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Hiring Watch ’23: The IRS Is Looking For a Few Good Tax Attorneys

With nearly $80 billion allotted over the next 10 years thanks to the Inflation Reduction Act, the IRS is going on a hiring spree to improve its woeful customer service (to taxpayers and tax professionals alike) and technology; wade through the piles of individual, business, and amended paper tax returns that have accumulated over the last year or longer which still need to be processed; and to crack down on noncompliance. Now the IRS Office of the Chief Counsel wants in on the hiring action.

The Chief Counsel’s Office is looking to bring in additional attorneys “who are interested in litigation, giving legal advice on complex tax matters, or working on published tax guidance to assist the public in understanding the tax laws,” according to a press release, which goes on to say:

Chief Counsel’s litigation positions offer a broad range of experiences that frequently involve complex issues with a national scope. Chief Counsel attorneys work to publish guidance to promote taxpayer understanding of the tax laws. And Chief Counsel’s litigators and guidance/advisory teams work together in an engaging and dynamic environment.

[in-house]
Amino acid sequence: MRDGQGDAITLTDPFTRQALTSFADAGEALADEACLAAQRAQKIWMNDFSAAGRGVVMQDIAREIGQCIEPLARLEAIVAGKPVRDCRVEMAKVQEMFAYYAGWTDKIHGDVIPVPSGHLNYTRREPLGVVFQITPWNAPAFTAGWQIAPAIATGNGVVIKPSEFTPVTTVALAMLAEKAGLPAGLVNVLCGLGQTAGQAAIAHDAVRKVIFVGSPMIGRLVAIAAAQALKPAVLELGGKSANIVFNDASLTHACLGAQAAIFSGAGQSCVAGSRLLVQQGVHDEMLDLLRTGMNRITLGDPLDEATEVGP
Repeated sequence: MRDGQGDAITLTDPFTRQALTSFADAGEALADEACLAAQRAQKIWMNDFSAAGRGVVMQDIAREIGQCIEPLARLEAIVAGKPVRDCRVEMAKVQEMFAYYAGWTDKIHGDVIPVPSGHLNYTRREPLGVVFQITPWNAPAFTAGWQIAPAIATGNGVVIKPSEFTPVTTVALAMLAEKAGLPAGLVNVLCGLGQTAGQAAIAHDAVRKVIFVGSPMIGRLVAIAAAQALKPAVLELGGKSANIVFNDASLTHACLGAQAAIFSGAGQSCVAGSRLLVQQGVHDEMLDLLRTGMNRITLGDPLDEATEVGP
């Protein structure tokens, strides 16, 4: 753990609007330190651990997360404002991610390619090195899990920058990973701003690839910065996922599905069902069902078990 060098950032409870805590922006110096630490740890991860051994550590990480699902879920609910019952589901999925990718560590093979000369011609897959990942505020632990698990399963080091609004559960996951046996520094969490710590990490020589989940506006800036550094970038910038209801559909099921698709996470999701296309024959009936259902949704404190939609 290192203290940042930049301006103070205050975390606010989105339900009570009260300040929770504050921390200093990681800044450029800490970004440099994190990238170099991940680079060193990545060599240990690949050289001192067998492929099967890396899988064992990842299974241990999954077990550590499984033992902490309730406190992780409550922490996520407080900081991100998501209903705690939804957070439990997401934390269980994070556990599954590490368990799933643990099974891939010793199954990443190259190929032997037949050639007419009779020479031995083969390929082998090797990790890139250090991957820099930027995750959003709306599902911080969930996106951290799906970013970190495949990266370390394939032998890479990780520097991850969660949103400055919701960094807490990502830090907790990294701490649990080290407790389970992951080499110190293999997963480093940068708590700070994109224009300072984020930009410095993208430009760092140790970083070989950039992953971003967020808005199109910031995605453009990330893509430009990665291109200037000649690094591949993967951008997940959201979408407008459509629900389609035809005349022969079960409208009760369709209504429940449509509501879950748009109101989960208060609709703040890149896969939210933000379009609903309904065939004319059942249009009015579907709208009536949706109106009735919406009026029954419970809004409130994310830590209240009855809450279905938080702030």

Some of the numerous advantages to joining IRS Chief Counsel include workplace flexibility, a collegial environment and an important mission to serve America’s taxpayers fairly and with integrity by providing correct and impartial interpretation of the Internal Revenue laws and provide the highest quality legal advice and representation for the IRS.

The first job announcements are already posted on and can be viewed at the links below:

The LB&I and SB/SE general tax attorney positions both have a salary range of $82,830-$183,500 per year, and the more technical general tax attorney positions have a salary range of $94,199-$172,075 per year. The technical positions are based in D.C., while the first two have openings in multiple cities throughout the country. None of the positions are remote, but they are telework-eligible. Degree and work experience requirements are noted in the job postings.

As we’ve said before, if you want to dabble in public service or embrace chaos like never before or have a deep appreciation for irony, the IRS may be the right employer for you.

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